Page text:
2. Nisonoff, A., F. C. Wissler, L. N. Lipman and D. L. Woernley. 1960. Separation of univalent fragments from the bivalent rabbit antibody molecule by reduction of disulfide bonds. Arch. Biochem. Biophys. 89:230-244.
3. McConahey, P. J. and F. J. Dixon. 1966. A method of trace iodination of proteins for immunologic studies. Int. Arch. Allery 29:185-189.
4. Andrews, B. S., R. A. Eisenberg, A. N. Theofilopoulos, S. Izui, C. B. Wilson, P. J. McConahey, E. D. Murphy, J. B. Roths and F. J. Dixon. 1978. Spontaneous murine lupus-like syndromes. Clinical and immunopathological manifestations in several strains. J. Exp. Med. 148:1198-1215.
5. Wilson, C. B. and F. J. Dixon. 1971. Quantitation of acute and chronic serum sickness in the rabbit. J. Exp. Med. 134:7S-18S.
6. Mancini, G., A. O. Carbonara and J. F. Heremans. 1965. Immunochemical quantitation of antigens by single radial immunodiffusion. Immunochem. 2:235-254.
7. Theofilopoulos, A. N., C. B. Wilson and F. J. Dixon. 1976. The Raji cell radioimmune assay for detecting immune complexes in human sera. J. Clin. Invest 57:169-182.
8. Eisenberg, R. A., A. N. Theofilopoulos and F. J. Dixon. 1977. Use of bovine conglutinin for the assay of immune complexes. J. Immunol. 118:1428-1434.
9. Singer, J. M. and C. M. Plotz. 1956. The latex fixation test. I. Application to the serologic diagnosis of rheumatoid arthritis. Amer. J. Med. 21:888-892.
10. Miller, G. W. and V. Nussenzweiz. 1975. A new complement function: solubilization of antigen-antibody aggregates. Proc. Natl. Acad. Sci. USA 72:418-422.
11. Lachman, P. J. 1967. Conglutinin and immunoconglutinins. Adv. Immunol. 6:479-527.
12. Creighton, W. D., P. H. Lambert and P. A. Miescher. 1973. Detection of antibodies and soluble antigen-antibody complexes by precipitation with polyethylene glycol. J. Immunol. 111:1219-1227.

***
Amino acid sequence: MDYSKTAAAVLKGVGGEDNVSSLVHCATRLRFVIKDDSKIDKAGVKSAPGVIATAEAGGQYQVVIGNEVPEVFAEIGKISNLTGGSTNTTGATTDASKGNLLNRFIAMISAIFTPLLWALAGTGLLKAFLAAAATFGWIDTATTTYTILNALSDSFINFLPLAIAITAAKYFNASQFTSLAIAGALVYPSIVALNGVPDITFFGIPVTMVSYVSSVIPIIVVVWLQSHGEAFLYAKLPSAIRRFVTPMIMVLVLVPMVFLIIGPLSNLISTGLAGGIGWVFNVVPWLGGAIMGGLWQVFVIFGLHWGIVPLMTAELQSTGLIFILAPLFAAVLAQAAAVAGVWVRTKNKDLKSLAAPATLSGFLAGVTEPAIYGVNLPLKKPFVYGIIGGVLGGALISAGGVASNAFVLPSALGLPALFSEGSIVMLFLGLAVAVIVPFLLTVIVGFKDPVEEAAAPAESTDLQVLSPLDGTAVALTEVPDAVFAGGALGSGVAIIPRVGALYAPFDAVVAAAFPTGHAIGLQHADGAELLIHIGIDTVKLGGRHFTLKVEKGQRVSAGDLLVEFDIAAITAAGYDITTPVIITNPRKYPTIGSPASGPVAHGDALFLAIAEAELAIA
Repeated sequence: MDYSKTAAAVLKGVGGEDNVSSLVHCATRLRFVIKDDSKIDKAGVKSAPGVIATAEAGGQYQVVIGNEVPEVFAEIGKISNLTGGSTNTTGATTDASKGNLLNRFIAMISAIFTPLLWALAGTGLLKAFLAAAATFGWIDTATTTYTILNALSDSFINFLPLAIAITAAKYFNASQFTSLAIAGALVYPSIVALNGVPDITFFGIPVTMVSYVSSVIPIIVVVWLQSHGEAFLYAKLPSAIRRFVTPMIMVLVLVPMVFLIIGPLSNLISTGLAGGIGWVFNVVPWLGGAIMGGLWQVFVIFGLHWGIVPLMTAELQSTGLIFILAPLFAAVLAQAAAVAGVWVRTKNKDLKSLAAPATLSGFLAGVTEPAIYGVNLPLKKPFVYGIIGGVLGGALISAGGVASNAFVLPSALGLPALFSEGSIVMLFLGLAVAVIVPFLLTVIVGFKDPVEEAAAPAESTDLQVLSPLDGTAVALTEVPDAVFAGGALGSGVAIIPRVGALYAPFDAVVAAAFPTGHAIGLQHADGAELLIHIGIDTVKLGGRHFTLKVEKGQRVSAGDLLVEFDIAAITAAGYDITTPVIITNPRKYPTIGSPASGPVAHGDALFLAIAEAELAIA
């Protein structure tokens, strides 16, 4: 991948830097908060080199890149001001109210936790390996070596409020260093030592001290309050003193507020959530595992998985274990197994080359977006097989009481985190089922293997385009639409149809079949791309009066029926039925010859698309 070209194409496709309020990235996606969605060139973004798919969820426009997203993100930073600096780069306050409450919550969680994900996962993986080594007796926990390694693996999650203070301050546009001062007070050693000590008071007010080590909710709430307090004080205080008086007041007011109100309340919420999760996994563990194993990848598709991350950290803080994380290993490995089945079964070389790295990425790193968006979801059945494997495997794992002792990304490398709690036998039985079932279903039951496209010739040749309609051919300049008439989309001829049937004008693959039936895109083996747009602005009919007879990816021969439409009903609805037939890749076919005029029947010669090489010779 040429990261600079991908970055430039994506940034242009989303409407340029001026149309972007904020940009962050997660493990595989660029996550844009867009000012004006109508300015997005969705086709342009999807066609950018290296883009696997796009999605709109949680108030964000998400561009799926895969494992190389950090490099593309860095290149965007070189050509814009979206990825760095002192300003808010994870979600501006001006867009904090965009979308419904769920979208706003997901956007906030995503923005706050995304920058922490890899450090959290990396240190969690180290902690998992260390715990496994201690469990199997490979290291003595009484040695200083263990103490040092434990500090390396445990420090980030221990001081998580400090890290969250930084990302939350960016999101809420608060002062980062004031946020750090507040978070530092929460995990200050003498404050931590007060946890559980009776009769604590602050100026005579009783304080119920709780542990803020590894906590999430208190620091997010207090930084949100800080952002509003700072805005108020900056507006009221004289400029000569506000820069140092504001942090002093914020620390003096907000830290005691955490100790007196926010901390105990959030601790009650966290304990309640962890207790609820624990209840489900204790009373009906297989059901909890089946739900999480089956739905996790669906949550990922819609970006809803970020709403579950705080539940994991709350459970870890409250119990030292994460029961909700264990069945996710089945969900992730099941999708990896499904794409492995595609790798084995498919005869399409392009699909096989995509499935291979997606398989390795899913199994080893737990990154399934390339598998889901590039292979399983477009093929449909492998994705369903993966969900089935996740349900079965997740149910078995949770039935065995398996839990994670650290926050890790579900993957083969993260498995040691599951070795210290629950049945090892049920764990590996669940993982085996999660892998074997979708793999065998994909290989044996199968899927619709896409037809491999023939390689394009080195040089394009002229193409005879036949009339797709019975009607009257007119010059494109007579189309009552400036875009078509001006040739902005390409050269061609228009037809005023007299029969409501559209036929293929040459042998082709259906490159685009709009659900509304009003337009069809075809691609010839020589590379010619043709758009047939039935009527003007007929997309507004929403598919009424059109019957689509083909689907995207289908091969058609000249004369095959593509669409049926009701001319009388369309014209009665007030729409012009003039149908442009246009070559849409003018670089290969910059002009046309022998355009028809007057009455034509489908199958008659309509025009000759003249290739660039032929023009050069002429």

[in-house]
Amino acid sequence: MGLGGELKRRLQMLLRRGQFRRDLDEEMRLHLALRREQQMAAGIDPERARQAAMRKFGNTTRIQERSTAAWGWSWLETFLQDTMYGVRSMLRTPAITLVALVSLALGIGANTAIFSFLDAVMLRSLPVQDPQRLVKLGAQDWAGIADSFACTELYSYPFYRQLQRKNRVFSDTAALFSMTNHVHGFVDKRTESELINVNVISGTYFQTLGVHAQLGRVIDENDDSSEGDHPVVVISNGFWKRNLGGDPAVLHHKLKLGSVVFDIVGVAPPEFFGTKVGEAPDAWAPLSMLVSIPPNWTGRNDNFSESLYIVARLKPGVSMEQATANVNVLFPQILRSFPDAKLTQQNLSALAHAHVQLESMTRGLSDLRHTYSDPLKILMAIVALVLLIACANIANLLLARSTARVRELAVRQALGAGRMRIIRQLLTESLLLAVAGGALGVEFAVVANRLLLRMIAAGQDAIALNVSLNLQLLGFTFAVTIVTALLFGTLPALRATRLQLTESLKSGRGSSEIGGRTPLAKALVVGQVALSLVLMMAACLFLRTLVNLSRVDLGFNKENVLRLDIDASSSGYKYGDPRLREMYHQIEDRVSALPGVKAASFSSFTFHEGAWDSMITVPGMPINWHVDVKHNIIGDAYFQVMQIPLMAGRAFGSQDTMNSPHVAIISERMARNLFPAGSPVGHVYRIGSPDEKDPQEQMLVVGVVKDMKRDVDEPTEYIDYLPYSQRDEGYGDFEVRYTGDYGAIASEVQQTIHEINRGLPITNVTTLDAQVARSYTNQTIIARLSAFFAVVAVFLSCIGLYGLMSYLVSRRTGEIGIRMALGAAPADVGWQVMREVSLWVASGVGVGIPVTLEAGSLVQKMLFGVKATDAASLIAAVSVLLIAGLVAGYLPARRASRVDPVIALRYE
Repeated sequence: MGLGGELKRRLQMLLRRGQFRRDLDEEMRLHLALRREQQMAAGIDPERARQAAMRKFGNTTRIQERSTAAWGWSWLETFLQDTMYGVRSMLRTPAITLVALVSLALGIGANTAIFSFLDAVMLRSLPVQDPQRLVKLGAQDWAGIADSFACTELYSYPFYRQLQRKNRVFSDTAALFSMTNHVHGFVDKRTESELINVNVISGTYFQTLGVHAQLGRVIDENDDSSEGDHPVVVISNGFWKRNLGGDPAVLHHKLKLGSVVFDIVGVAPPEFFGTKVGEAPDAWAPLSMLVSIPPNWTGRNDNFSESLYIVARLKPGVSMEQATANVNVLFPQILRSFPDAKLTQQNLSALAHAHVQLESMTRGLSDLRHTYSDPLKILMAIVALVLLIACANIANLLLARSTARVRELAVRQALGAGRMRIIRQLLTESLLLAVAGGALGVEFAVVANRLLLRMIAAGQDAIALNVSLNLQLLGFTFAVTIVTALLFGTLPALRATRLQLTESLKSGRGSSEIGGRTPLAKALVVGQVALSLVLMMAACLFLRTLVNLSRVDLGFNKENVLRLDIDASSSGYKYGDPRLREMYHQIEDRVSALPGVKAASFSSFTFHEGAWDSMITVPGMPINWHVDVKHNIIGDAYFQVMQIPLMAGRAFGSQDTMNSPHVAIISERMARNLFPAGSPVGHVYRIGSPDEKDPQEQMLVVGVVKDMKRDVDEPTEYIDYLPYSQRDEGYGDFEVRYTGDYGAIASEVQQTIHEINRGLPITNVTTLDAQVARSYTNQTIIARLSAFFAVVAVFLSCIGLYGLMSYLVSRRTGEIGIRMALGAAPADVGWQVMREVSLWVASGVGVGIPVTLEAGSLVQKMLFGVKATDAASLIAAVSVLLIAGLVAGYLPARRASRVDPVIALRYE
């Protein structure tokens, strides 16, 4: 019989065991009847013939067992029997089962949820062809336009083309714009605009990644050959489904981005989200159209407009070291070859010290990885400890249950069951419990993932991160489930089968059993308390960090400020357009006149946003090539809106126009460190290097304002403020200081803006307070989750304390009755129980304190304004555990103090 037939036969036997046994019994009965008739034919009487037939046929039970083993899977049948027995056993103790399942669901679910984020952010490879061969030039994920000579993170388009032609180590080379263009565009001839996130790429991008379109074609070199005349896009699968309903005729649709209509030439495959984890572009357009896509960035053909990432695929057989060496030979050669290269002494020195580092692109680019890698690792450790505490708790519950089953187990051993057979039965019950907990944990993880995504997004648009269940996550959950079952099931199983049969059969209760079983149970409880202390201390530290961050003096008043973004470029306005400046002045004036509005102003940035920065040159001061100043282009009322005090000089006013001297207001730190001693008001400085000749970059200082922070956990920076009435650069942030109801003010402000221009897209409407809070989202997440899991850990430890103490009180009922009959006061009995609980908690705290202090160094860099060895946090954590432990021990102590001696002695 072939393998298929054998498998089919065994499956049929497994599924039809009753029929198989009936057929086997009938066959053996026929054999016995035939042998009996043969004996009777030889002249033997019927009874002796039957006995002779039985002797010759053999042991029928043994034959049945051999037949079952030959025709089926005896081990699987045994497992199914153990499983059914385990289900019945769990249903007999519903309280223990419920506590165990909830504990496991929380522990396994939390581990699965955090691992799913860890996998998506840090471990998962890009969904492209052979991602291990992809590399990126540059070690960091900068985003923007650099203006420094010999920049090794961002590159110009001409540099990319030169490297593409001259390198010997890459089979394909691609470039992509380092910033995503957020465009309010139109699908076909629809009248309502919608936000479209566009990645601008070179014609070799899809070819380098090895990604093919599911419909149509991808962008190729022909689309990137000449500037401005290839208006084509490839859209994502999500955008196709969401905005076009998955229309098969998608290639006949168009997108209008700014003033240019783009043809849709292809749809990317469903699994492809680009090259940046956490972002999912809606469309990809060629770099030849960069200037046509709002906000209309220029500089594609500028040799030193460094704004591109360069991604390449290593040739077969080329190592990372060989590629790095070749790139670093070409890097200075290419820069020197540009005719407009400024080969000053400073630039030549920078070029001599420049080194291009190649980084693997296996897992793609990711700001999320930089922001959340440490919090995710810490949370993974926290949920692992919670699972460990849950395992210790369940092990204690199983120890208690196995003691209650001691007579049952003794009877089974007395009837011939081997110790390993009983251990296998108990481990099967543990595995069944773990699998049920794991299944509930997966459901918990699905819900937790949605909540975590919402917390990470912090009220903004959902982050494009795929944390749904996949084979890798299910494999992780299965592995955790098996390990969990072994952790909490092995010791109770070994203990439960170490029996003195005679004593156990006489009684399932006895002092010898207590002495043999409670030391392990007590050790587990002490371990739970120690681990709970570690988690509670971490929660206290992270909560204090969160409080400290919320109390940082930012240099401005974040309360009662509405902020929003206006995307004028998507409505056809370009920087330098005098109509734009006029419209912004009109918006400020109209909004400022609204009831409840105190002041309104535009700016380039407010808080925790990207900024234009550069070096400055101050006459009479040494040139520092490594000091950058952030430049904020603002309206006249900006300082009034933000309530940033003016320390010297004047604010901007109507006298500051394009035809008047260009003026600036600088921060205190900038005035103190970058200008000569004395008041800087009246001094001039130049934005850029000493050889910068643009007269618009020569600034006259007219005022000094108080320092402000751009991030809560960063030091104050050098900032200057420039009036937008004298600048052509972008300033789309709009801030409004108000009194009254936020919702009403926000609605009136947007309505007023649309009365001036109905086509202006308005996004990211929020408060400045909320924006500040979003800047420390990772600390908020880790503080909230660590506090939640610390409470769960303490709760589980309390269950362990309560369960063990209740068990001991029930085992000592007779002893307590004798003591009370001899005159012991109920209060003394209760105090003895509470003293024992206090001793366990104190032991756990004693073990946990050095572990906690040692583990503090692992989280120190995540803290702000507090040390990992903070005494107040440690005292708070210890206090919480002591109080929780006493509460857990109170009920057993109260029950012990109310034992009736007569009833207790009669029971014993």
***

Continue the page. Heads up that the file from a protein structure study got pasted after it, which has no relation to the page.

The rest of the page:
13. Schur, P. H. 1978. Immune complex assays: the state of the art. N. Eng. J. Med. 298:161-162.
14. Haakenstad, A. O. and M. Mannik. The biology of immune complex. In: Autoimmunity. Talal, N. (ed.). Academic Press, New York, p. 278.
15. Jacobs, R. and M. Reichlin. 1979. A new quantitative assay for immune complexes. Fed. Proc. 38:1359. (Abs.).
16. Muller-Eberhard, H. J. 1975. Complement. Ann. Rev. Biochem. 44:697-724.
17. Spiegelberg, H. L. 1974. Biological activities of immunoglobulins of different classes and subclasses. Adv. Immunol. 19:259-294.
18. Ishizaka, T., C. M. Sian and K. Ishizaka. 1972. Complement fixation by aggregated IgE through alternate pathway. J. Immunol. 108:848-851.
19. Spiegelberg, H. L. and O. Gotze. 1972. Conversion of C3 proactivator and activation of the alternative pathway of complement activation by different classes and subclasses of human immunoglobulins.Fed. Proc. 31:655 (Abs.).
20. Cohen, S. 1968. The requirement for the association of two adjacent rabbit γG-antibody molecules in the fixation of complement by immune complexes. J. Immunol. 100:409-413.
21. Hyslop, N. E., R. R. Dourmashkin, N. M. Green and R. R. Porter. 1970. The fixation of complement and the activated first component (C1) of complement by complexes formed between antibody and divalent hapten. J. Exp. Med. 131:783-802.
22. Goers, J. W., R. J. Ziccardi, V. N. Schumaker and M. M. Glovsky. 1977. The mechanism of activation of the first component of complement by a univalent hapten-IgG antibody complex. J. Immunol. 118:2182-2191.
23. Mannik, M., W. P. Arend, A. P. Hall and B. C. Gilliland. 1971. Studies on antigen-antibody complexes. I. Elimination of soluble complexes from rabbit circulation. J. Exp. Med. 133:713-739.